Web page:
73 housed through 30-60 campaign, and we’re all still screwed

The County and City of Eureka announced this week that their 30-60 Housing First Campaign has been a smashing success over its first 60 days. In fact, over 73 adults and children were housed through what the County calls a direct result of the program.

And THC’s response to this was a decidedly lukewarm “Meh.”

Don’t get us wrong – it’s fantastic news that 73 needy folks were housed in such a short time. THC will even go so far as giving Eureka and the County a “Huzzah!” for actually pulling through on one of their goals for once. There may be hope for the world after all.

But a real big issue that the County is glossing over is the relative lack of affordable housing units available throughout Humboldt. It’s great that folks in need found housing so readily – but according to the estimates of affordable housing units in Humboldt, the opportunities to continue placing people in housing are going to dwindle rapidly. Why? Because there simply aren’t enough such units to go around, and certainly not enough of them to provide housing to as many people that need it. (As an aside, it’s amazing what your local government can accomplish when it actually frickin’ tries. Just think – all those affordable units were there for the taking before the 30-60 campaign began, but apparently were just sitting around.) Anyhow, THC thinks that as the program progresses, the returns will diminish greatly.

With a county-wide measure potentially creating rent-controls for one of the most critical sources of affordable housing, one has to wonder just what the County is doing to address the greater cause for homelessness and a number of other serious issues affecting Humboldt: there simply isn’t enough housing of all kinds. (THC went more in depth on that before, just in case you missed it: California’s top legislative analysts: Measure V a death sentence for Humboldt’s low-income housing.)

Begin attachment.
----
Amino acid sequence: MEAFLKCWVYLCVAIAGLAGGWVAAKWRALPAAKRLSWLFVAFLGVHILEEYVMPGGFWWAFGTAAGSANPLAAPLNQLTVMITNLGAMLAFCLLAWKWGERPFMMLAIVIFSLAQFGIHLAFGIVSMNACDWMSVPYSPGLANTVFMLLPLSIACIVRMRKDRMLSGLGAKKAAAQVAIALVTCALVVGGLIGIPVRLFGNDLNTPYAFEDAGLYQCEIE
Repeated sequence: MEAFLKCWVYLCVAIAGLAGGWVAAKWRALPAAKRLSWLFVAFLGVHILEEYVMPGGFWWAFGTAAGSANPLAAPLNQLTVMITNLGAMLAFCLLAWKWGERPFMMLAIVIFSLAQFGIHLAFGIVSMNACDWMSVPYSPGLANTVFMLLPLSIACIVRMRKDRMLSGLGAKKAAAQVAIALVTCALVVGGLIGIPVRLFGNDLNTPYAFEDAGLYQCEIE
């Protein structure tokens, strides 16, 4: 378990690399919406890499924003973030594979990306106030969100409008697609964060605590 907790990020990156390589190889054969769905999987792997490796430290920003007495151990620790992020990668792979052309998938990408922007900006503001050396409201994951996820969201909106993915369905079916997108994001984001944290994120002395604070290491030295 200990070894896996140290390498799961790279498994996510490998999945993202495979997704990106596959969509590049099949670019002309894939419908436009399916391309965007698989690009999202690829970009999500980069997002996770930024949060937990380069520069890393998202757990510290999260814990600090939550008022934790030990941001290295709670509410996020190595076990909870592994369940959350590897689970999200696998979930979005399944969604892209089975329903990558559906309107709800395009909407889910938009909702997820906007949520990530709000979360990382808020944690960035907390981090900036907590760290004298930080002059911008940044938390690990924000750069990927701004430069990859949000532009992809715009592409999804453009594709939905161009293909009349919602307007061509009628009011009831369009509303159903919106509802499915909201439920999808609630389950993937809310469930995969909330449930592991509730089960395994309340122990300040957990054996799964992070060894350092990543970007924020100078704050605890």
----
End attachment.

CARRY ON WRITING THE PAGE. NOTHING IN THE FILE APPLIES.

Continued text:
Hear anything from your Supervisors recently about how they’re encouraging the development of housing? The answer to that question is a big, fat NO.

Meanwhile, two localities to the south of us are taking steps to ensure that they are making it easier to increase the overall housing stock in their areas. For example, in Sonoma County, the Santa Rosa City Council just pledged $3 million buckaroos to help developers get their affordable housing projects off the ground. You can read about that in this Press Democrat article from Tuesday: Santa Rosa pledges $3 million to help developers speed new housing construction.

And in Mendocino County, the Supervisors are looking at “streamlining and expanding the future development of second homes on existing properties” and intend to do so by pursuing “strategies for accelerating and lowering the cost of permitting and building the units, which can be either attached or detached from the main residence and can be an already existing structure.” Here’s a link to the Ukiah Daily Journal’s reporting on that effort: Board hopes streamlined second unit rules will expand housing.

What do Santa Rosa and Mendocino have in common with Humboldt? Among other things, they have identified they are in the midst of housing crises. What do they not have in common with Humboldt? They are actually taking steps to address the root cause of the issue.

It remains to be seen whether Humboldt’s Supervisors will take similar sensible steps towards alleviating the dire need for housing in Humboldt – or whether they’ll take any action towards that end whatsoever – but it sure would be nice to at least hear them talk about something meaningful, instead of spending time doing crap like pouring even more money into pandering to pot interests and their efforts to serve them:

cannabis-divisionWe suppose that we can’t expect them to pull their heads out of their asses in one day – but it would be nice to see them actually making an effort to do so.

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